.- In a message to visiting Tanzanian Bishops, made public by the Vatican today, Pope John Paul highlighted the great importance of pastoral care for families and clergy in that country. The message was addressed to Cardinal Polycarp Pengo, archbishop of Dal-es-Salaam and Bishop Severine Niwemugizi of Rulenge, Tanzania, who is also the president of the Episcopal Conference of Tanzania.
The Pope welcomed both bishops, who are in Rome for their âad liminaâ visit, to his suite at the Gemelli Hospital earlier today.
The message offers the prelates the Holy Fatherâs greetings from the hospital, where, he said, âI offer my prayers and my sufferings for you: in these days I feel especially close to you."
John Paul II noted that he wanted his message to underscore "three integral parts of your pastoral ministry; care of the family; care of the clergy and care for the common good of society in your region."
"The world can learn much," he wrote, "from the high value that is placed upon the family as a building block of African society", and added that the Church must give "special priority to the pastoral care of the family, because of the great cultural changes taking place in the modern world.â
âFor example,â he said, âthe unjust practice of linking programs of economic assistance to the promotion of sterilization and contraception must be strenuously resisted" as they are "affronts to the dignity of the person and the family."
The Pope said that marriage is "sacred, ... one and indissoluble by nature" and "has to remain open to the generation of new life. ... The promotion of genuine family values is all the more urgent on account of the terrible scourge of AIDS afflicting your country and so much of the African continent.â
âFidelity within marriage and abstinence outside itâ, he pointed out, âare the only sure ways to limit the further spread of infection. ... It especially grieves me to consider the many thousands of children left as orphans in the wake of the merciless virus."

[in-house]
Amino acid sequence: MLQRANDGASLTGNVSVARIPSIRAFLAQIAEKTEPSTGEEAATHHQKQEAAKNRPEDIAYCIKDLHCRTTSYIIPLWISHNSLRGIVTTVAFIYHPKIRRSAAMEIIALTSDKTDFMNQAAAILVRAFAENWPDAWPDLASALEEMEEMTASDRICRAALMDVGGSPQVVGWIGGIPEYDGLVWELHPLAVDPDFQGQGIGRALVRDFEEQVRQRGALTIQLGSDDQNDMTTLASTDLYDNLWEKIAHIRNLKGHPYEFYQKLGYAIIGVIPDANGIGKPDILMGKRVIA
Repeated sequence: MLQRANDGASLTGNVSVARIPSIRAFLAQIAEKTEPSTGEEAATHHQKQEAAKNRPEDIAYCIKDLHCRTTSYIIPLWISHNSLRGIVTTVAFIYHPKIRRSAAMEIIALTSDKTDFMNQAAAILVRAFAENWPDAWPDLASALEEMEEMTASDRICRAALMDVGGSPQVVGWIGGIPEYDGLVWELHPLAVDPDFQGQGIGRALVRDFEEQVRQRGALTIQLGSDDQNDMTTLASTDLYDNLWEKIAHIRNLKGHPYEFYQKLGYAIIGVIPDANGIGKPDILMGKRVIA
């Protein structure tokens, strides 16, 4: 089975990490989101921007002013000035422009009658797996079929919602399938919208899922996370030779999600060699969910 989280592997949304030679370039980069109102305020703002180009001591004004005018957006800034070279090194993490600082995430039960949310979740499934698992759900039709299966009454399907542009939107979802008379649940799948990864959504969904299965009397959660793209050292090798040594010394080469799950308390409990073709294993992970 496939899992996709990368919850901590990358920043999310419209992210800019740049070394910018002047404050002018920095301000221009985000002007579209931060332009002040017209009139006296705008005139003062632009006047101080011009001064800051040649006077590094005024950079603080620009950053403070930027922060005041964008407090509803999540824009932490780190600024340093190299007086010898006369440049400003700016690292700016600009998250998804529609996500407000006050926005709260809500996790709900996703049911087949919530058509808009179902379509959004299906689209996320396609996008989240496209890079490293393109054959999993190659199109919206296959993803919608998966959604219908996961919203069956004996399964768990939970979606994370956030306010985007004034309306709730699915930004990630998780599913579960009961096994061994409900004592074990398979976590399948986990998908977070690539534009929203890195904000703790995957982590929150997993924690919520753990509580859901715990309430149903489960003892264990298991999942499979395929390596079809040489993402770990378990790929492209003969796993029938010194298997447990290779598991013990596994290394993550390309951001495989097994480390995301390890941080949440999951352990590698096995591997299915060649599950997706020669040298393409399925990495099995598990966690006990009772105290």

The Pope also addressed the issue of pastoral care for the clergy, saying that a bishop must be "a father, brother and a friend" to his closest collaborators. He urged the prelates to help priests "grow in holiness and in single-hearted commitment to discipleship" and "to enkindle within them a genuine longing for the Kingdom of God.â
âContinue to encourage them in their gifts,â he told them, âsustain them in their difficulties and form them to meet the demands of priestly life today. I know that you appreciate the importance of seminary formation and the need to assign your best priests to this task."
Noting the question of the Church's care for the common good, John Paul II underlined the steps taken by the Tanzanian bishops "to combat the material deprivation afflicting so many of your people" and says that "cooperation between Church and State on such matters of great social concern deserves to be commended."
He likewise noted Tanzania's contributions "to building peace and stability in East Africa" and its generosity "in providing a home for thousands of refugees fleeing persecution in their own countries."
The Pope concluded his remarks by stressing the challenge "to maintain and strengthen respectful relations with the Muslim community" and the "serious commitment to inter-religious dialogue."